Unfortunately, I can’t. It’s become clear to me that Recency Bias could be in full effect. To see what I mean, take a look at MJD’s efficiency numbers since becoming the lead dude for the Jags, 2012 aside:
Maurice Jones Drew’s Efficiency Numbers Versus 200-plus Attempt Runners
|2009||.07||5th of 22|
|2010||.00||9th of 23|
|2011||-.01||10th of 19|
The metric analyzed here, as usual, is our net expected points per rush. This tells us how many points a runner was adding towards his team’s total score on a per attempt basis over the course of a season. Among 200-plus attempt runners, Jones-Drew has ranked in the top 10 in each of these three seasons, and finished in the top 50 percent in two of them. It’s not so much that he’s been the best in any of those seasons. It’s more impressive, to me, that he was consistently so efficient during the stretch, especially at a position that fluctuates so much year to year.
If you’re not convinced that he was really, really good, just think about the talent that surrounded MJD in those offenses. After you’re done vomiting, take a look at the team’s passing efficiencies from 2009 through 2011:
|Year||Adj. Pass NEP/Attempt||Rank|
The Jags were actually decent tossing the rock in 2010, adding .02 points to their score with each throw. But in 2009 and 2011, they ranked in the bottom half of the league in terms of adjusted passing efficiency, something that would make any running back struggle. Unless that runner, of course, is Maurice Jones-Drew.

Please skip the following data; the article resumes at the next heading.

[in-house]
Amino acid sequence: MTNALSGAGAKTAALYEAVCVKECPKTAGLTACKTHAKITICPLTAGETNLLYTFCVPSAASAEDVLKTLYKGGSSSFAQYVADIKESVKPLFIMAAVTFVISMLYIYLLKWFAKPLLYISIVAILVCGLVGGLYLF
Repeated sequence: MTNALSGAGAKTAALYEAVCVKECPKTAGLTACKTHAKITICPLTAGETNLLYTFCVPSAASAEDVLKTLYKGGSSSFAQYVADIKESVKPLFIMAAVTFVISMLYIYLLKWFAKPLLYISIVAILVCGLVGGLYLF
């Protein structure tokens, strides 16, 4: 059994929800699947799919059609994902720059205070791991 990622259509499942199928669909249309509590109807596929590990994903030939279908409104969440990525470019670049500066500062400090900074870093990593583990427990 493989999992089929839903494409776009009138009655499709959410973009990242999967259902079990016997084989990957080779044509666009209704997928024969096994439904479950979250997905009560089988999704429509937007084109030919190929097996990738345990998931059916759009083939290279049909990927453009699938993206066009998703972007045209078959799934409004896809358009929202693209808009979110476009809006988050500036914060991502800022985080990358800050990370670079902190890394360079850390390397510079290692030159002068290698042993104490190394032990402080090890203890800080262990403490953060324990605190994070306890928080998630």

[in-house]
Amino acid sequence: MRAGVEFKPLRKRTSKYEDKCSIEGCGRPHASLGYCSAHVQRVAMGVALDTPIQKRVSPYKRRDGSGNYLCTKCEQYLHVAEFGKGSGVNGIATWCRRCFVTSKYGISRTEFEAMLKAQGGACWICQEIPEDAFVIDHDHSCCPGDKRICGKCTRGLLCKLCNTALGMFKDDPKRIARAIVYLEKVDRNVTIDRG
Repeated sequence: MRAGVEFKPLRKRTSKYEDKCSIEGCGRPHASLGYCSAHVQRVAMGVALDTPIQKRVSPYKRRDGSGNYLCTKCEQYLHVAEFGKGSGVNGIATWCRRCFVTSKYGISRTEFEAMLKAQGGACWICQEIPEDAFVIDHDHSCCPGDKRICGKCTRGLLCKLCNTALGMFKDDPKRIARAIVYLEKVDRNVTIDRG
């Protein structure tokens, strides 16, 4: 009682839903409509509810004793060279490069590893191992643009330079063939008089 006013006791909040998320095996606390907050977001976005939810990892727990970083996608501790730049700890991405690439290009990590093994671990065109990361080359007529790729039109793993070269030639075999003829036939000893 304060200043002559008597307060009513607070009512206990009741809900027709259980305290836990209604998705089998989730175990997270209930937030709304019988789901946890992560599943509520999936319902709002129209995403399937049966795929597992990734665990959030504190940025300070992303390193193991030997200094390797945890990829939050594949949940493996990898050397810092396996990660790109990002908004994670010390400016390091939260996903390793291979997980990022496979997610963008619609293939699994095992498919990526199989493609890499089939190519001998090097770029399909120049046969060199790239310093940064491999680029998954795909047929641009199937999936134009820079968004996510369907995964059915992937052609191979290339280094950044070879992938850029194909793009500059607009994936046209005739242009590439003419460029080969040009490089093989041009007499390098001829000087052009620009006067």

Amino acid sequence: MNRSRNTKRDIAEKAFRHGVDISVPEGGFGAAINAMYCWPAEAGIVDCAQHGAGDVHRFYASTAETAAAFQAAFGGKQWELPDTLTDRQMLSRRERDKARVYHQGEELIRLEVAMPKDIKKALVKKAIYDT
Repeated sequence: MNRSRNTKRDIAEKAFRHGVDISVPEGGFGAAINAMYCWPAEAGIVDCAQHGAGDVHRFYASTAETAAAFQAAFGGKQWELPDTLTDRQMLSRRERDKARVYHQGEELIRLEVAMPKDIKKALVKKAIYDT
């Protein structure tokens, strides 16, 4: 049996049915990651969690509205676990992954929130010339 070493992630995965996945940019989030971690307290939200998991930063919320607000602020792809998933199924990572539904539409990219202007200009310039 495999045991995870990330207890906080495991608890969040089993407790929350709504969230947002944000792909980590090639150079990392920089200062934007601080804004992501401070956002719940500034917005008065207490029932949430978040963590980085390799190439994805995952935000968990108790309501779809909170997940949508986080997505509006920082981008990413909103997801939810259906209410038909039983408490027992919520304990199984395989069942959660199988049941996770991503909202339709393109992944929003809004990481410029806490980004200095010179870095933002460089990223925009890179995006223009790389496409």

The 2012 Failure
Many people claim that Mojo was a bust last year, not because of his injury, but because of his performance before his injury occurred. In six games last season, Jones-Drew had 86 carries for 414 yards and just one score. A fantasy football nightmare for a first round choice, sure, but let’s keep in mind that he didn’t get a fair chance to finish the season out. Using a six-game sample really isn’t a polite thing to do.
The fact is, Maurice Jones-Drew was better than you may have thought a year ago. And when you compare him to the guys who tried to take his role post-injury, you begin to see just how valuable he is as a player.
|Maurice Jones-Drew||86||414||1||.00||29th of 78|
|Rashad Jennings||101||283||2||-.17||72nd of 78|
|Montell Owens||42||209||1||.00||29th of 78|
|Jalen Parmele||.40||143||0||-.07||52nd of 78|
Before I go any further here, let me reiterate something from previous articles. This net expected points data shows player quality (not simple volume), and it plays a large role in predictive fantasy success. A player with a high projected volume and high efficiency equates to a fantastic season. Of the relevant fantasy runners last season, as an example, Adrian Peterson and C.J. Spiller ranked as some of the best in terms of NEP.